From Adam Rubin of ESPN New York comes word that Mets left-hander Jon Niese had to be lifted prematurely from his Saturday afternoon matchup with the Rangers due to a “rapid heartbeat.”
Niese struck out seven batters and allowed only two runs over 5 2/3 quality innings against a dangerous Rangers lineup. But it was a steamy day in north Texas and the heat almost certainly played a factor in the lefty’s irregular heartbeat.
Mets manager Terry Collins told reporters in his postgame press conference Saturday that the matter is not considered serious and Niese was later spotted smiling while walking around the visiting clubhouse. It’s feasible that the 24-year-old southpaw, who has a solid 3.70 ERA in 97 1/3 frames this season, won’t need to miss any more action.
UPDATE, 7:55 PM: According to Andy McCullough of the Newark Star-Ledger, Niese said he is “unalarmed” by the rapid heartbeat but is likely to undergo further testing next week in Detroit.
Padres starter Jered Weaver lasted just two-thirds of an inning in Wednesday afternoon’s Cactus League appearance against the Royals. He yielded four runs on three hits, throwing 31 pitches before getting pulled. His spring ERA now sits at an ugly 10.13.
Weaver said he’s been dealing with a “dead arm” since his last bullpen session, but added he’s dealt with the issue in previous springs, Dennis Lin of the San Diego Union-Tribune reports.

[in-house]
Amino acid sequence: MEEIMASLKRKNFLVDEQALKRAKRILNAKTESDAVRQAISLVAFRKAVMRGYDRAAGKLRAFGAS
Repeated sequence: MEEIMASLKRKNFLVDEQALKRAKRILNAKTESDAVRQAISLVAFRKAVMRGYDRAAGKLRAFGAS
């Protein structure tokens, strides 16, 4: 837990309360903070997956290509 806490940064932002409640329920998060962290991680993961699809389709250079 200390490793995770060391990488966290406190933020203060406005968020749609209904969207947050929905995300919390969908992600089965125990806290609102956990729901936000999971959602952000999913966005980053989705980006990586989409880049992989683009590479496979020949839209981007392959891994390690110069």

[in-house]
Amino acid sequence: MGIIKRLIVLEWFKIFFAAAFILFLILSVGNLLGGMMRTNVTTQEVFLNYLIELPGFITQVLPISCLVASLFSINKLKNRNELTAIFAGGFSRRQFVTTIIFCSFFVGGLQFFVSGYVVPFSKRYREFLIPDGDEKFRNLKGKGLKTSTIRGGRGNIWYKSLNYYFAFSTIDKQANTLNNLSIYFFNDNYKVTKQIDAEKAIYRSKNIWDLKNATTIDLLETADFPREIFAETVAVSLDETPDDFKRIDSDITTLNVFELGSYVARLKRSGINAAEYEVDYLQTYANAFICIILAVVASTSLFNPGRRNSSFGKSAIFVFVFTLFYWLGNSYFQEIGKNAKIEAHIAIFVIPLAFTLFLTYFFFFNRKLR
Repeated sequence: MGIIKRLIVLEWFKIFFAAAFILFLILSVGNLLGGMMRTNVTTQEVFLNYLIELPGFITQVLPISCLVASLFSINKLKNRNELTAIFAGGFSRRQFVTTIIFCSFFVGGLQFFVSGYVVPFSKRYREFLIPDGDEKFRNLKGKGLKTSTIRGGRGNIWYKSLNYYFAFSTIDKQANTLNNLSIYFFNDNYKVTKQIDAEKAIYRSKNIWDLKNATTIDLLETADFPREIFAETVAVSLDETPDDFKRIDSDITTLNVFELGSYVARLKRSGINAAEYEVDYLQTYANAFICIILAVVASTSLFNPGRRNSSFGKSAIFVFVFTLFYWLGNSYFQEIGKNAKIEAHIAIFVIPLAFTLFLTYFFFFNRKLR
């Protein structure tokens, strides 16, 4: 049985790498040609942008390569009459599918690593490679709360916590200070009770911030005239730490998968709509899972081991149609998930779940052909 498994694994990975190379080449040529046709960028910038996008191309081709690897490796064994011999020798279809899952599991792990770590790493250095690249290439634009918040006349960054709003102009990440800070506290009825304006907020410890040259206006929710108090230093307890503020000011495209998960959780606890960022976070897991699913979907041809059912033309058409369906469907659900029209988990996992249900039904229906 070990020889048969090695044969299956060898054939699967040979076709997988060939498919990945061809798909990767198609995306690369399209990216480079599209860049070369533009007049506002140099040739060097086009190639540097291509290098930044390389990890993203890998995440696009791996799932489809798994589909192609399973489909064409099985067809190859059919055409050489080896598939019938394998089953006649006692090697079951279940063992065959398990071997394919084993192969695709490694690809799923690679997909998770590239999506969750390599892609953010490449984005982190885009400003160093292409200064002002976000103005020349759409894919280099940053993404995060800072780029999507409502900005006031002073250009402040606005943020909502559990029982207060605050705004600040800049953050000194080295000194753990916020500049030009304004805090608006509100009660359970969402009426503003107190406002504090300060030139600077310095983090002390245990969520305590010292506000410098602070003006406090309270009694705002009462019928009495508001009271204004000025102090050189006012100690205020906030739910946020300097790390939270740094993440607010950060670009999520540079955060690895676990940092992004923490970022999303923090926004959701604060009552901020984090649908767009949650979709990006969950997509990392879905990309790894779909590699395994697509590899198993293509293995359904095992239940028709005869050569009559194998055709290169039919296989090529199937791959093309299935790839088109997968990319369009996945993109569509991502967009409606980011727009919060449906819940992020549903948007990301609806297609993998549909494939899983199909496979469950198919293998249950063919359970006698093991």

The Padres signed Weaver to a one-year, $3 million contract last month. The right-hander is coming off of the worst season of his 11-year career. His fastball averaged a career-low 83 MPH and he put up a 5.06 ERA with a 103/51 K/BB ratio in 178 innings.
Earlier, Craig wrote about Dan Duquette’s dogwhistle language in his criticism of Blue Jays outfielder Jose Bautista. We have some more dogwhistling, this time coming from Tigers (and Team U.S.) second baseman Ian Kinsler. Via Billy Witz of The New York Times:
I hope kids watching the W.B.C. can watch the way we play the game and appreciate the way we play the game as opposed to the way Puerto Rico plays or the Dominican plays. That’s not taking anything away from them. That just wasn’t the way we were raised. They were raised differently and to show emotion and passion when you play. We do show emotion; we do show passion. But we just do it in a different way.
The goal of the World Baseball Classic, created by Major League Baseball, is to promote baseball across the globe. It’s players like Puerto Rico’s Javier Baez who are doing the best job in that regard, not boring white guys from the U.S. Potential baseball fans are not swayed into liking the sport when a player hits a home run and solemnly puts his head down to stroll the bases. They get excited and energized when players show emotion, flip their bats, celebrate. Baez did more to make baseball appeal to new and lapsed audiences with his premature celebration tag than the entire U.S. team has done this tournament.
Furthermore, it is hypocritical to want to diversify the sport’s audience while squelching incoming cultures.
Jim Leyland also got in on the action:
Go Puerto Rico.